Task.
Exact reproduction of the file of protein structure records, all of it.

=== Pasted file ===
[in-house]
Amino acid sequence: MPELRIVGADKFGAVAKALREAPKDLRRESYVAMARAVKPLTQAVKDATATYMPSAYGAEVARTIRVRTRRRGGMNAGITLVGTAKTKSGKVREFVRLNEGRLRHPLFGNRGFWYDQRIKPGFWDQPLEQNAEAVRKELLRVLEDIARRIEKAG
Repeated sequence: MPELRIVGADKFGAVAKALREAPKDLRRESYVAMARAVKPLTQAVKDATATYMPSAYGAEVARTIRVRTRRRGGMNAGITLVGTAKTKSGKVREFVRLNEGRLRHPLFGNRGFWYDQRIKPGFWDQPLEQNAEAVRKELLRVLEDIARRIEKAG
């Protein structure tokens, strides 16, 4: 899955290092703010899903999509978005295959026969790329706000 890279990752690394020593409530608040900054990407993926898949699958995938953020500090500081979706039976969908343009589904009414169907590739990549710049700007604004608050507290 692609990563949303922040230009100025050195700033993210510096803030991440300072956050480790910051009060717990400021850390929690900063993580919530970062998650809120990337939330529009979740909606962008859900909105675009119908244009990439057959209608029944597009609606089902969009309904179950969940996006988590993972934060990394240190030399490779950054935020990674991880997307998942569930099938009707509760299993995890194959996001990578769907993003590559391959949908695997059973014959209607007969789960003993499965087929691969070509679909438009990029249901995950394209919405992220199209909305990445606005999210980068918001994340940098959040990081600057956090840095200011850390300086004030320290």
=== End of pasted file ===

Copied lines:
[in-house]
Amino acid sequence: MPELRIVGADKFGAVAKALREAPKDLRRESYVAMARAVKPLTQAVKDATATYMPSAYGAEVARTIRVRTRRRGGMNAGITLVGTAKTKSGKVREFVRLNEGRLRHPLFGNRGFWYDQRIKPGFWDQPLEQNAEAVRKELLRVLEDIARRIEKAG
Repeated sequence: MPELRIVGADKFGAVAKALREAPKDLRRESYVAMARAVKPLTQAVKDATATYMPSAYGAEVARTIRVRTRRRGGMNAGITLVGTAKTKSGKVREFVRLNEGRLRHPLFGNRGFWYDQRIKPGFWDQPLEQNAEAVRKELLRVLEDIARRIEKAG
């Protein structure tokens, strides 16, 4: 899955290092703010899903999509978005295959026969790329706000 890279990752690394020593409530608040900054990407993926898949699958995938953020500090500081979706039976969908343009589904009414169907590739990549710049700007604004608050507290 692609990563949303922040230009100025050195700033993210510096803030991440300072956050480790910051009060717990400021850390929690900063993580919530970062998650809120990337939330529009979740909606962008859900909105675009119908244009990439057959209608029944597009609606089902969009309904179950969940996006988590993972934060990394240190030399490779950054935020990674991880997307998942569930099938009707509760299993995890194959996001990578769907993003590559391959949908695997059973014959209607007969789960003993499965087929691969070509679909438009990029249901995950394209919405992220199209909305990445606005999210980068918001994340940098959040990081600057956090840095200011850390300086004030320290």